The Dish: Wildtree Mixes All-Natural Gourmet Products in Warwick

Leslie Montie founded a local company that is helping consumers nationwide create nutritious meals quickly and easily.

Every day, big white plastic bags of dried basil leaves and garlic powder, or drums of molasses and coconut oil arrive at the Wildtree factory in Warwick. The raw ingredients are inspected for damage before being sorted into organic and all-natural stacks, piled on wooden frames almost reaching the ceiling in the two-story factory storage room. The bags and drums are labeled and will soon be blended into marinades, rubs, dressings, dips and more for use in Wildtree recipes.

Jamaican jerk seasoning, grapeseed oil and orange spice glaze are dumped into one of the packaging machines, where a screw turns and sifts the mix into a jar, bottle or bag. The mix travels down a conveyer belt, is topped with a plastic cap or sealed inside a bag, and labeled accordingly. Jars of fajita seasoning, chipotle lime rub and Thai green curry are sent all over the United States marked with labels that read “Warwick.”

In 1996, Leslie Montie went from mom to business owner as a result of other parents’ interest in the foods she made for her kids. Montie has a daughter with juvenile diabetes, and a son with specific allergies that didn’t allow him to take the ADHD medication that he needed. She began making foods with no preservatives, additives or dyes to make them safer. Soon, other parents and local health food stores showed interest. A few years ago, she was on the floor packaging orders. Now, she sits in her office, behind her desk in blue jeans. She has come a long way from the small fairs where she used to sell her products in the '90s.

“A woman walked up to me and asked me if we did home parties, and I said…well, I said, ‘God no, I hate them,’ ” Montie says with a laugh and leans back in her chair. “And she said, ‘If you change your mind, give me a call.’ ”

Julie Belanger wrote her name and phone number down on a brown paper bag and walked away. Today, she’s the human resources manager for Wildtree, and she has helped the home parties spread across the country. Customers in Rhode Island and other states can request a Wildtree representative to help them host a customized party featuring various products. Guests can sample and order their favorites.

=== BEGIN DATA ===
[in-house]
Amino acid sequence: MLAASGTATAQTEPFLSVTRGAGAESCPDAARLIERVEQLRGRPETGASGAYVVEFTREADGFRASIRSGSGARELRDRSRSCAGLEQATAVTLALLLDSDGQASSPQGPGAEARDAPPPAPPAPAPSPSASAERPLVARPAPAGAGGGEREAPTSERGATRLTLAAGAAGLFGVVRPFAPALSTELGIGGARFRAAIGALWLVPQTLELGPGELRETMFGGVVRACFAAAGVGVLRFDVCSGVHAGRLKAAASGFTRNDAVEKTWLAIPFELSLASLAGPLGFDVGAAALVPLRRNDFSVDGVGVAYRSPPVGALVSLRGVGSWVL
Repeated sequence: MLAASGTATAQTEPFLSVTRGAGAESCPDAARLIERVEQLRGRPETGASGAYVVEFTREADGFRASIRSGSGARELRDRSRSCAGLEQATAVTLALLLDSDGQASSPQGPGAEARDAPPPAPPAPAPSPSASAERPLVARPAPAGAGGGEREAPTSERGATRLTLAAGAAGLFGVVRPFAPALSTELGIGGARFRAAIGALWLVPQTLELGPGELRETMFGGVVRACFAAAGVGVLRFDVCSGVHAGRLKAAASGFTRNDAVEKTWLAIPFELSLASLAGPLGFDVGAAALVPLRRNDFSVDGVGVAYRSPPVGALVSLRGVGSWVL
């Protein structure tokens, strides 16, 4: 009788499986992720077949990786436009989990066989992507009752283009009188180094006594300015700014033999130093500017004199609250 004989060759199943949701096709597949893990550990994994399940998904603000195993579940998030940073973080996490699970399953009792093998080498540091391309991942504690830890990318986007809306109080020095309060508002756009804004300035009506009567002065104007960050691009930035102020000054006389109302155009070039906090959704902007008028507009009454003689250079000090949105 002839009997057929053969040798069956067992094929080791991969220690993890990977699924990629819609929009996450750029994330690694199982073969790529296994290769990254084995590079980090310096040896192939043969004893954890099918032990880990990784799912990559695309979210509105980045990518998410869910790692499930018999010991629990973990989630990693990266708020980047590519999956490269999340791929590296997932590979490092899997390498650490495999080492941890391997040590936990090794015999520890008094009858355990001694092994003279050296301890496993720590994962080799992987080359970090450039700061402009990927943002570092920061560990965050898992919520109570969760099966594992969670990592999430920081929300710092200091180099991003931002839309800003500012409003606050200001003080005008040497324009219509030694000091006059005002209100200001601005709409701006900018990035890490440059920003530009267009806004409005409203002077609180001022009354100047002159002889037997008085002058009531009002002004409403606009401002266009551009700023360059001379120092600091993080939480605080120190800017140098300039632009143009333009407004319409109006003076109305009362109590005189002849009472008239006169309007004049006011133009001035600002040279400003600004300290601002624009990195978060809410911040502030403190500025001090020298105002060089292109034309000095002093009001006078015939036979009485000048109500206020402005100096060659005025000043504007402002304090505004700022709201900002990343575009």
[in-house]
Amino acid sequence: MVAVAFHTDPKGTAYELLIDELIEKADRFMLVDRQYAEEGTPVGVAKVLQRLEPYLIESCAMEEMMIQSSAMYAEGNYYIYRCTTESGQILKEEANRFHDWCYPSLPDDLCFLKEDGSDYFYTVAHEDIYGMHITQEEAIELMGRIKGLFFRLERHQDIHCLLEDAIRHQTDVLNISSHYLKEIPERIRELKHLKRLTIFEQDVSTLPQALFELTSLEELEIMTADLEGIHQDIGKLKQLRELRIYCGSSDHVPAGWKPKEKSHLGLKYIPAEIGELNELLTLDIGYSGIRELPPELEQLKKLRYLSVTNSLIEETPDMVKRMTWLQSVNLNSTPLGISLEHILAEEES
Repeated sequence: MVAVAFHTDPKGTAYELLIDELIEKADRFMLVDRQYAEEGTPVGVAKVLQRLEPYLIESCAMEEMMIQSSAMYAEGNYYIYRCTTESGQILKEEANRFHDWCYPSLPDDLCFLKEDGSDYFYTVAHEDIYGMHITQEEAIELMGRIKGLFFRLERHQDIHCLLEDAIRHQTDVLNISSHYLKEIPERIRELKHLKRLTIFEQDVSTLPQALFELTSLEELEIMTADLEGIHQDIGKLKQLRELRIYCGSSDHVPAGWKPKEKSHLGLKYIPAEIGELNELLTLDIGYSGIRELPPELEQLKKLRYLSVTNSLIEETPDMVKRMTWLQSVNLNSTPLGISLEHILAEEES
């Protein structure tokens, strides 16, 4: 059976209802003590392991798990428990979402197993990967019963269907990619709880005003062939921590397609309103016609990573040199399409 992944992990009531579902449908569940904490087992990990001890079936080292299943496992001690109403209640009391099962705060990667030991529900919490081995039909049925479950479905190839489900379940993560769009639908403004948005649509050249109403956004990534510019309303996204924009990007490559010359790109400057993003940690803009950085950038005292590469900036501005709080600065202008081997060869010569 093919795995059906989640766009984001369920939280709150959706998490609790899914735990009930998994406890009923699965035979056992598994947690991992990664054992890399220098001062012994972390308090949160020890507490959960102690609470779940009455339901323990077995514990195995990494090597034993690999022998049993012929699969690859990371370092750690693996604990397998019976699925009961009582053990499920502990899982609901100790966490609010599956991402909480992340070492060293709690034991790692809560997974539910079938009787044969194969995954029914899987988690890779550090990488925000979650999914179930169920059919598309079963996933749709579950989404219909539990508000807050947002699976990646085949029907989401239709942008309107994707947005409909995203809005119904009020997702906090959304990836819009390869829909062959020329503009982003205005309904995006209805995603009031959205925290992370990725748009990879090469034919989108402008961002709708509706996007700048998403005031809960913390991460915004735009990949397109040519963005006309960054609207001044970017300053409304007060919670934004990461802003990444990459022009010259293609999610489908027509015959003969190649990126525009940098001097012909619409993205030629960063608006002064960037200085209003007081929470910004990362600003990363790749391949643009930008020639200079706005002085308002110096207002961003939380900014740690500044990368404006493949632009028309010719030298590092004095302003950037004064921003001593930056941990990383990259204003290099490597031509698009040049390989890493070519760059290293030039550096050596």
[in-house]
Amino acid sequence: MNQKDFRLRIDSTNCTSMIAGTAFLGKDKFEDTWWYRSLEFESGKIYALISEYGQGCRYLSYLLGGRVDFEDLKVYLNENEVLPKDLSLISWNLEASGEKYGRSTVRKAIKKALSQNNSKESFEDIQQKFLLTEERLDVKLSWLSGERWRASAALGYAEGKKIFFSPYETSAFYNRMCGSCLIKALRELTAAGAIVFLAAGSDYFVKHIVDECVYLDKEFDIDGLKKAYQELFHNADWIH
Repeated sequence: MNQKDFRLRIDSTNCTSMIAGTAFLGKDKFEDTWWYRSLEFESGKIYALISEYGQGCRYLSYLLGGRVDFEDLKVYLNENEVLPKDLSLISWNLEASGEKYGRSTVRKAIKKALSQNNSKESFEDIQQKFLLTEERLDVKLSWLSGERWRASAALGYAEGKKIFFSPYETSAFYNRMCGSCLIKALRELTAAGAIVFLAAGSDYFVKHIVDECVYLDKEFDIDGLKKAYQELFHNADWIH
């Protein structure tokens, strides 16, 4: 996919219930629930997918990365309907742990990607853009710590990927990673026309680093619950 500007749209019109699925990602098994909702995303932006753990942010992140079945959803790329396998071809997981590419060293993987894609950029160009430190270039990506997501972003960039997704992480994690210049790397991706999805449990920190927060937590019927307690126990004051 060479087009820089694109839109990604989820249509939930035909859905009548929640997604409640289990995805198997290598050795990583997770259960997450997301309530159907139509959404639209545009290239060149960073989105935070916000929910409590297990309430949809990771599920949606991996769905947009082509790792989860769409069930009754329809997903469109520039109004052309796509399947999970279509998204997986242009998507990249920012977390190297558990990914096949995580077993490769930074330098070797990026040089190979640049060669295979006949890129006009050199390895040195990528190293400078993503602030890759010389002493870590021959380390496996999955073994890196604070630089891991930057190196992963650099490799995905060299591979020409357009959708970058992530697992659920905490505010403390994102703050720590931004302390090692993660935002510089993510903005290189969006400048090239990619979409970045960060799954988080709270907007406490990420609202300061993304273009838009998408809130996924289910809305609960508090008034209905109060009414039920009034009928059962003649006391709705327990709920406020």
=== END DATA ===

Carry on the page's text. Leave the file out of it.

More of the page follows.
There are now 20,000 independent representatives across America selling Wildtree products at home parties, conducting workshops and showing people a simpler way to eat healthier. Wildtree distributes more than 150 products that contain organic ingredients and can be used in a variety of ways. They are also available for purchase online, or customers can locate a local representative on the website.

“It just grew. One person at a time, one good experience at a time, one customer at a time,” says Montie.

Montie’s son, Justin Montie, walks around the factory floor like Willy Wonka in his chocolate factory. He describes every machine, and explains how each product goes from bags of organic ingredients to a jar labeled Wildtree.

“What is that?” he says to an employee monitoring a bagging machine.

“Tortilla soup.”

“I knew that.”

He presses a big red button on a machine and gears start turning, each moving part making mechanical music as the product is created. A conveyer belt pushes jars down a line as they are filled and sealed, or plastic is pulled through a device that presses its edges together and cuts between bags of mix.

“My favorite part of my job is the machines,” he says, crossing his arms and looking over the steaming kettles that are heating up dressings and salsas to a food-safe 200 degrees.

In goes a jar; out comes a tasty, natural and versatile product that’s ready to be shipped to someone’s kitchen.

It takes a whole team to make sure that these products live up to the simple, healthy and natural label. The entire factory is peanut-free. All ingredients are separated based on organic or all-natural, a small but important distinction.

The registered dietician, Sarah Hines, makes sure that different products cater to special needs, such as gluten-free and vegan. Each batch is sampled and approved by the food scientists, a team of three men in the test kitchen. Matt Geisler, the head research chef at Wildtree, is said to put one pinch of any batch in his mouth and know if any ingredients are missing or in excess. This team develops new products and tests recipes, and occasionally makes webisodes for the website. Before anyone leaves the test kitchen, they are offered a smoothie, some flavored chicken or whatever the team is working on at that moment.

Enchilada turkey lettuce cups made with Wildtree seasonings.

Wildtree is truly a family business. Sam Pezza, who manages marketing at Wildtree, grew up next door to the Monties with Leslie’s children. Leslie’s son Justin is engaged to Hines, the dietician. The people on the factory floor are so inviting it feels like being inside their family home, except it sounds like being inside of a washing machine.

While the company continues to expand nationally and potentially internationally, Montie assures that production and distribution will stay in Rhode Island.

“I cannot imagine being anywhere other than here. It’s my home,” says Montie. “This is where I was born, this is where my husband was born, this is where my brother and I were raised, and this is where I raised my children. I love Rhode Island.”